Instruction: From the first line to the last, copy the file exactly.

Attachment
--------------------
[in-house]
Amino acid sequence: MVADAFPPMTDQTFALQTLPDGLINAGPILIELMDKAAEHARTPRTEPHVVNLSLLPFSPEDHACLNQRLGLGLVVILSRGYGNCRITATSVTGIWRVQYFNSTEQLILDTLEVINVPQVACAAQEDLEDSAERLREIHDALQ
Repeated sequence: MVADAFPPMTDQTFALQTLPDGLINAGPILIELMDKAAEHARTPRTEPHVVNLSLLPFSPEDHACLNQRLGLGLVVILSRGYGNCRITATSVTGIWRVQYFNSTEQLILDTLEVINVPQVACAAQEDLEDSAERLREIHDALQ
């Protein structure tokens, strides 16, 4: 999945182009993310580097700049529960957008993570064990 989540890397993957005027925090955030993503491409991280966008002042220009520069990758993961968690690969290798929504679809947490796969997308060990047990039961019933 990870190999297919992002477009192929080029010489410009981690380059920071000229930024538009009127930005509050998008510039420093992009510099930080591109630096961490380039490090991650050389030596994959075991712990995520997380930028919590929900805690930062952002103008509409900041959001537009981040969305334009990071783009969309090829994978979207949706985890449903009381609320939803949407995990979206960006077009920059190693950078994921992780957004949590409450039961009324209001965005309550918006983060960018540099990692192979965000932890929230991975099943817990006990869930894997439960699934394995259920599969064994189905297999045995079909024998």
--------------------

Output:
[in-house]
Amino acid sequence: MVADAFPPMTDQTFALQTLPDGLINAGPILIELMDKAAEHARTPRTEPHVVNLSLLPFSPEDHACLNQRLGLGLVVILSRGYGNCRITATSVTGIWRVQYFNSTEQLILDTLEVINVPQVACAAQEDLEDSAERLREIHDALQ
Repeated sequence: MVADAFPPMTDQTFALQTLPDGLINAGPILIELMDKAAEHARTPRTEPHVVNLSLLPFSPEDHACLNQRLGLGLVVILSRGYGNCRITATSVTGIWRVQYFNSTEQLILDTLEVINVPQVACAAQEDLEDSAERLREIHDALQ
């Protein structure tokens, strides 16, 4: 999945182009993310580097700049529960957008993570064990 989540890397993957005027925090955030993503491409991280966008002042220009520069990758993961968690690969290798929504679809947490796969997308060990047990039961019933 990870190999297919992002477009192929080029010489410009981690380059920071000229930024538009009127930005509050998008510039420093992009510099930080591109630096961490380039490090991650050389030596994959075991712990995520997380930028919590929900805690930062952002103008509409900041959001537009981040969305334009990071783009969309090829994978979207949706985890449903009381609320939803949407995990979206960006077009920059190693950078994921992780957004949590409450039961009324209001965005309550918006983060960018540099990692192979965000932890929230991975099943817990006990869930894997439960699934394995259920599969064994189905297999045995079909024998």